Tuesday, September 11, 2012
Hives and Queens and Honey -- Oh My!
I've been keeping bees for two years and I am still such a novice. The perfect example? My Lotus hive.
This summer something wasn't quite right with the Lotus gals; they were crabby whereas previously they had been gentle and easy. A hive inspection revealed several supercedure cells. These cells are meant to replace a queen; either because something has happened to her or because she hasn't been performing up to expectations (i.e. you're fired!).
I put on a honey super thereby giving them more room and otherwise left the bees alone. My hope was that the hive would produce a new queen and continue on its merry way. In retrospect that was a bit naive. Live and learn.
Three weeks ago the bees swarmed. This is awful late in the season for a swarm. I tried to catch them but they absconded. Shortly thereafter I noticed a significant decrease in activity from the Lotus hive. Hmmm.
Today, with a little motivational nudge from Soulemama, I once again inspected the hive. NOT good. There were only two frames of bees with no eggs and no brood. They had a small amount of uncapped honey but not much. It appears they've been queenless for some time and I should have intervened much earlier. So much for hands off. I took down the top super bringing the hive down to a single box and decided to inspect the Dragonfly hive.
The Dragonfly gals were thriving. They'd filled two deep supers and were in need of more room. I pulled two frames of capped honey from this box and replaced them with two frames of uncapped honey from the Lotus hive. Then I put the cover back on.
Of course the capped frames were still swarming with bees. I shook the bees off the frames in front of the hive and brushed off any remaining bees. This maneuver was surprisingly successful and the bees didn't seem particularly upset. I placed the beeless frames in an empty cardboard nuc brought them inside for extracting.
I don't have an extractor and it looked like this was all the honey I was going to get. Therefore I decided to go with the crush and strain method of extraction. All the honey and wax was scraped down into a pan. Then it was strained through a standard kitchen strainer set over a large pyrex measuring cup (eight cup capacity). The strained honey was poured into the jars you see above; a mishmash of what I had available.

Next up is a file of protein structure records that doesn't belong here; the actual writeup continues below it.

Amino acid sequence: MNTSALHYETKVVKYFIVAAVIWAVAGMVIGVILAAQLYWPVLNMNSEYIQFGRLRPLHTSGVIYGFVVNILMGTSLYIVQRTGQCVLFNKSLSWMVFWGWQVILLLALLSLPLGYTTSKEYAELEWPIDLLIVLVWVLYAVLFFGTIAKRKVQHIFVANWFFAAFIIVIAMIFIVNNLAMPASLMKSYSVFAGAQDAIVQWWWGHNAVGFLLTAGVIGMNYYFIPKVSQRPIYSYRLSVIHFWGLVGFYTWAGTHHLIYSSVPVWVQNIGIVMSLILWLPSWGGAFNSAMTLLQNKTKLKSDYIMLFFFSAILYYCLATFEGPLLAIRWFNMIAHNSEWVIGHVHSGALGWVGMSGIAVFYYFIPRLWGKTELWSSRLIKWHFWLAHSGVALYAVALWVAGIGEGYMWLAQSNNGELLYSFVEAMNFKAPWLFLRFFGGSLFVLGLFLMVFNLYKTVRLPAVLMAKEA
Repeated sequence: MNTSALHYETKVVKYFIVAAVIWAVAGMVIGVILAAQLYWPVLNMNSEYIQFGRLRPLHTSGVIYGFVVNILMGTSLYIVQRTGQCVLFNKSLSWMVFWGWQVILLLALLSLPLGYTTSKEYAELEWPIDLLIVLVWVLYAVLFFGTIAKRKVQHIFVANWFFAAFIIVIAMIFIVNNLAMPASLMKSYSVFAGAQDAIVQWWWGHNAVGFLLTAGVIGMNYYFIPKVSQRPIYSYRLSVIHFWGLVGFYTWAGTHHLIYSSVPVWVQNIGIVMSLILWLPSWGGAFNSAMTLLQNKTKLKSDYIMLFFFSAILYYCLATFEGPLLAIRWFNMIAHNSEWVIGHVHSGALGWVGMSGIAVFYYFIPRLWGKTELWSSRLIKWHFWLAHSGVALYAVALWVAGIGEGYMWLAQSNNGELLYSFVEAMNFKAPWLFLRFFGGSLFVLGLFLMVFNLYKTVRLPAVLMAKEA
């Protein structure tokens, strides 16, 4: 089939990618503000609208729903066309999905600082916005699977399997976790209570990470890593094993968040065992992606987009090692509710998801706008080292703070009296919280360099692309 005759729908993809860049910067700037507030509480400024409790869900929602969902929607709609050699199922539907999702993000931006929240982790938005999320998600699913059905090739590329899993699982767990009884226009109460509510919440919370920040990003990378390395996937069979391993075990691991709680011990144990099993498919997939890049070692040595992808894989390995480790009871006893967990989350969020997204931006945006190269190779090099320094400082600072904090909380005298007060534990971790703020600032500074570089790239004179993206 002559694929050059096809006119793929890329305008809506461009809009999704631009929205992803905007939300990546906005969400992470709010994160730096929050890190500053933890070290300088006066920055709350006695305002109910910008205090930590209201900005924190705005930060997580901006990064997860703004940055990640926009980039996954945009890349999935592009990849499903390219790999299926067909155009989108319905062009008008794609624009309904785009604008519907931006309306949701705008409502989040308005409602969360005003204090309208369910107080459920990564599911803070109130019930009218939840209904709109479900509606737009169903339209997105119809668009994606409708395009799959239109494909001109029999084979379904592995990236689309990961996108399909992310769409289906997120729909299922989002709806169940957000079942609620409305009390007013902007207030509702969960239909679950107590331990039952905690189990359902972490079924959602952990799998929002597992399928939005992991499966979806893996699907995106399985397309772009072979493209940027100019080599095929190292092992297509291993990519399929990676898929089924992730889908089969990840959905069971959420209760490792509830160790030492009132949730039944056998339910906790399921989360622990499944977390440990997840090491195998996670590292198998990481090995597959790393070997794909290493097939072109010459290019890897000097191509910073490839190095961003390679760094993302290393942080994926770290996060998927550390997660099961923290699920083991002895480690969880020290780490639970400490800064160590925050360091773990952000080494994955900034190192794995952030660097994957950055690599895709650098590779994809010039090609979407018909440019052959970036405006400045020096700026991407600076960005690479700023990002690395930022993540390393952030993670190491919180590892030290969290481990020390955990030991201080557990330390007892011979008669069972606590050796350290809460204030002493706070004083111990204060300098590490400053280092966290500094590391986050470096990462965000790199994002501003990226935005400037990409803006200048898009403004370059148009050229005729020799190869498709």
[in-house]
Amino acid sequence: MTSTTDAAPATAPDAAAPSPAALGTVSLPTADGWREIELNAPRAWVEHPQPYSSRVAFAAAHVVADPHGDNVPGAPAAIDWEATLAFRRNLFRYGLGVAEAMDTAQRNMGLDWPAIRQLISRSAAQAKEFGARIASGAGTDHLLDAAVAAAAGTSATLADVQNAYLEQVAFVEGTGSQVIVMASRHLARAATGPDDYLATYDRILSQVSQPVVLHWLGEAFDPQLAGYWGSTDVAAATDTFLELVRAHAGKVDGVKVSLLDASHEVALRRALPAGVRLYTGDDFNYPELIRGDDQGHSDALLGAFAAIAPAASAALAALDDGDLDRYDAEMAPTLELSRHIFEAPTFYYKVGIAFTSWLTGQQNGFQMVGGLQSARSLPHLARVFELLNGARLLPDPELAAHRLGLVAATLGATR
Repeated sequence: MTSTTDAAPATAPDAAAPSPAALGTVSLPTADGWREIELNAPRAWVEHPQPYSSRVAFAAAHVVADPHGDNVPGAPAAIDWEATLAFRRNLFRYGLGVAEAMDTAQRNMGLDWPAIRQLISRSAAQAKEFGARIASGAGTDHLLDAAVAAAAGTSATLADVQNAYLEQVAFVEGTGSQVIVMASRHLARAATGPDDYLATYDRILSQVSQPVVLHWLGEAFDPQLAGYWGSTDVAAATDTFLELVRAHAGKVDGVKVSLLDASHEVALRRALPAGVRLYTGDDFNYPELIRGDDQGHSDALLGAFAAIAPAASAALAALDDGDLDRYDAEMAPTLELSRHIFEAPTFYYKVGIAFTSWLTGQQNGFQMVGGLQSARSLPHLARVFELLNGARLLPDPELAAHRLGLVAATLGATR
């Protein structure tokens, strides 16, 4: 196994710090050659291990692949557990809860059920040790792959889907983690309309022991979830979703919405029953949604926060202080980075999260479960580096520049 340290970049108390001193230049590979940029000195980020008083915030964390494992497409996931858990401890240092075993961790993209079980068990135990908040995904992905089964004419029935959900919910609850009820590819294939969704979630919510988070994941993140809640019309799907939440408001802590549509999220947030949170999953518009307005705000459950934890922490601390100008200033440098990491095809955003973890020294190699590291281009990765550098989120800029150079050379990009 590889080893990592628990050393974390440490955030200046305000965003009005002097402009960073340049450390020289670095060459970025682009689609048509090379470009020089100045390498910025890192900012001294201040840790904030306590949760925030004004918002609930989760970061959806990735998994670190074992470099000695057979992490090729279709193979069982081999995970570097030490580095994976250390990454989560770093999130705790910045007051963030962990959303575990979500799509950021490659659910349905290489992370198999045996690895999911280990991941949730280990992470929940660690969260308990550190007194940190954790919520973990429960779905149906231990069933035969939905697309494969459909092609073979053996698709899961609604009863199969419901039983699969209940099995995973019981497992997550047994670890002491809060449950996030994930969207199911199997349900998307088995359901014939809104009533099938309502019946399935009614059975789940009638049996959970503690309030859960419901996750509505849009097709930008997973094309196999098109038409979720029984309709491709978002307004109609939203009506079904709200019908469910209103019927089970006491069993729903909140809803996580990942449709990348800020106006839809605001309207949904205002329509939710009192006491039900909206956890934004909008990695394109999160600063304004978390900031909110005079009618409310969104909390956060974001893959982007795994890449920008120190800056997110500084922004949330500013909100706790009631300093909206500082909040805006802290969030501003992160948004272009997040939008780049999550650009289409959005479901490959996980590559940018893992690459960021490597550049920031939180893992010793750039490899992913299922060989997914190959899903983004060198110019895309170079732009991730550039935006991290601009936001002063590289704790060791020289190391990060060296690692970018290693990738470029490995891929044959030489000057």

During the extraction process I saw a varroa mite which did not make me happy.
After extraction the better part of my afternoon was spent online researching mite infestations and queenlessness. As for the queenlessness my best bet appears to be to combine the two hives for the winter. Even with a new queen the weak hive likely won't be able to build enough stores to survive. Thus I'll combine them tomorrow using newspaper.
As for the mites? I need to control the mites but would like to be as natural as possible. I'm going with hops and essential oils. I ordered a set of hop guard strips and a Winter Bee Kind Candy Board which is infused with Honey B Healthy. We shall see how that goes.
Next spring I'll have to decide if I want to split the hives or simply order a new set of bees. Decisions, decisions.
Beekeeping has not been a profitable endeavor. However I enjoy keeping bees and feel like I'm doing something positive for the environment. The honey I've harvested makes me terribly proud (as if I had anything to do with its production).
Harvesting makes me want to put up several more hives. Unfortunately only two are allowed per suburban lot. I briefly thought about putting a couple of hives at my parent's place but they didn't seem to keen on the idea.
For now I'll keep on keeping and keep on learning. And perhaps in years to come I'll add more hives; maybe even on my own small farm.